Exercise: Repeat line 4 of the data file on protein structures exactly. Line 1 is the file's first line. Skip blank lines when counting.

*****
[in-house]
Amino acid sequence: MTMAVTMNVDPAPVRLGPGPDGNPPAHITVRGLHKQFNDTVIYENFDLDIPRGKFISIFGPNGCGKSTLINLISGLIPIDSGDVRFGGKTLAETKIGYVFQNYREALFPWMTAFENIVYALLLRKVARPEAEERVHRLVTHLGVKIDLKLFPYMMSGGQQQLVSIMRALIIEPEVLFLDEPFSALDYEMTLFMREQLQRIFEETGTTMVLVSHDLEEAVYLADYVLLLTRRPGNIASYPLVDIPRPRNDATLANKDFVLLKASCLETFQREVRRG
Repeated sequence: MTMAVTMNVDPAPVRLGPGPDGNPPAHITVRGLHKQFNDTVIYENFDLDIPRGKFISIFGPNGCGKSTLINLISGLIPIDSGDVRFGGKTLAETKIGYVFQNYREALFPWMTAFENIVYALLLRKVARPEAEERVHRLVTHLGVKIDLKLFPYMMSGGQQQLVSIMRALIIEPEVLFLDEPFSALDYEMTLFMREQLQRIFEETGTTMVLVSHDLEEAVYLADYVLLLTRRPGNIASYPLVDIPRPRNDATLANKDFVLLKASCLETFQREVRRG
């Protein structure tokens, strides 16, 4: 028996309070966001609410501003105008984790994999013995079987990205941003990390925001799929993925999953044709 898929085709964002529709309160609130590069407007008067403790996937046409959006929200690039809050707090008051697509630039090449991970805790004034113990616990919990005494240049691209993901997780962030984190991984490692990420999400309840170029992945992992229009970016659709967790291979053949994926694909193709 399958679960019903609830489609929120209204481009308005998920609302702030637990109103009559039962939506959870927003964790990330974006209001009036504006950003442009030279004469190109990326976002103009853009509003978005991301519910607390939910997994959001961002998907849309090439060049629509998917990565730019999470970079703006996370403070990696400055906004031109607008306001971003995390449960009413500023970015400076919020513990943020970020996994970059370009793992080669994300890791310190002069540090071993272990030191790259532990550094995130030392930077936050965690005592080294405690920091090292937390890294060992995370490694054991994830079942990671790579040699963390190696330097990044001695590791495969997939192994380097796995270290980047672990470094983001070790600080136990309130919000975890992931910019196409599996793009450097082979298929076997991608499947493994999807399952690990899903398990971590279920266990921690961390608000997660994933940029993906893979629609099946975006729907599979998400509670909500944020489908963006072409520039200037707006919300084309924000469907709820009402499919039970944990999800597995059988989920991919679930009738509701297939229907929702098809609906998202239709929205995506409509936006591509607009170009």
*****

């Protein structure tokens, strides 16, 4: 028996309070966001609410501003105008984790994999013995079987990205941003990390925001799929993925999953044709 898929085709964002529709309160609130590069407007008067403790996937046409959006929200690039809050707090008051697509630039090449991970805790004034113990616990919990005494240049691209993901997780962030984190991984490692990420999400309840170029992945992992229009970016659709967790291979053949994926694909193709 399958679960019903609830489609929120209204481009308005998920609302702030637990109103009559039962939506959870927003964790990330974006209001009036504006950003442009030279004469190109990326976002103009853009509003978005991301519910607390939910997994959001961002998907849309090439060049629509998917990565730019999470970079703006996370403070990696400055906004031109607008306001971003995390449960009413500023970015400076919020513990943020970020996994970059370009793992080669994300890791310190002069540090071993272990030191790259532990550094995130030392930077936050965690005592080294405690920091090292937390890294060992995370490694054991994830079942990671790579040699963390190696330097990044001695590791495969997939192994380097796995270290980047672990470094983001070790600080136990309130919000975890992931910019196409599996793009450097082979298929076997991608499947493994999807399952690990899903398990971590279920266990921690961390608000997660994933940029993906893979629609099946975006729907599979998400509670909500944020489908963006072409520039200037707006919300084309924000469907709820009402499919039970944990999800597995059988989920991919679930009738509701297939229907929702098809609906998202239709929205995506409509936006591509607009170009």